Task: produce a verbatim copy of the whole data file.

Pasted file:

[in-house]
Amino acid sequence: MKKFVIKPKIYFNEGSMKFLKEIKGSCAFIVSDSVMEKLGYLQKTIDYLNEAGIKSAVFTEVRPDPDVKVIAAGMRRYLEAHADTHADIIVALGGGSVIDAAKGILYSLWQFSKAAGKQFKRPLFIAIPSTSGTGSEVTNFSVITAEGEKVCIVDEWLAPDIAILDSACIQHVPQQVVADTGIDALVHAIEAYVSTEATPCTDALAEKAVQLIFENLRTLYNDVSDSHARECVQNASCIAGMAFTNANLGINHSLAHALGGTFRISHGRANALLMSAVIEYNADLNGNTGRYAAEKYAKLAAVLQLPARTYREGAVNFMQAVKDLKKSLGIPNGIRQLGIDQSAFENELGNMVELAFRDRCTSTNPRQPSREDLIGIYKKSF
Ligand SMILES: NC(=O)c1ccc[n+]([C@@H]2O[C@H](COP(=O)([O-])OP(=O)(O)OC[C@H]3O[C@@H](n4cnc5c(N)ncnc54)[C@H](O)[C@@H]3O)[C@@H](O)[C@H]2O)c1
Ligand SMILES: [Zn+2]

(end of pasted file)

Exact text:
[in-house]
Amino acid sequence: MKKFVIKPKIYFNEGSMKFLKEIKGSCAFIVSDSVMEKLGYLQKTIDYLNEAGIKSAVFTEVRPDPDVKVIAAGMRRYLEAHADTHADIIVALGGGSVIDAAKGILYSLWQFSKAAGKQFKRPLFIAIPSTSGTGSEVTNFSVITAEGEKVCIVDEWLAPDIAILDSACIQHVPQQVVADTGIDALVHAIEAYVSTEATPCTDALAEKAVQLIFENLRTLYNDVSDSHARECVQNASCIAGMAFTNANLGINHSLAHALGGTFRISHGRANALLMSAVIEYNADLNGNTGRYAAEKYAKLAAVLQLPARTYREGAVNFMQAVKDLKKSLGIPNGIRQLGIDQSAFENELGNMVELAFRDRCTSTNPRQPSREDLIGIYKKSF
Ligand SMILES: NC(=O)c1ccc[n+]([C@@H]2O[C@H](COP(=O)([O-])OP(=O)(O)OC[C@H]3O[C@@H](n4cnc5c(N)ncnc54)[C@H](O)[C@@H]3O)[C@@H](O)[C@H]2O)c1
Ligand SMILES: [Zn+2]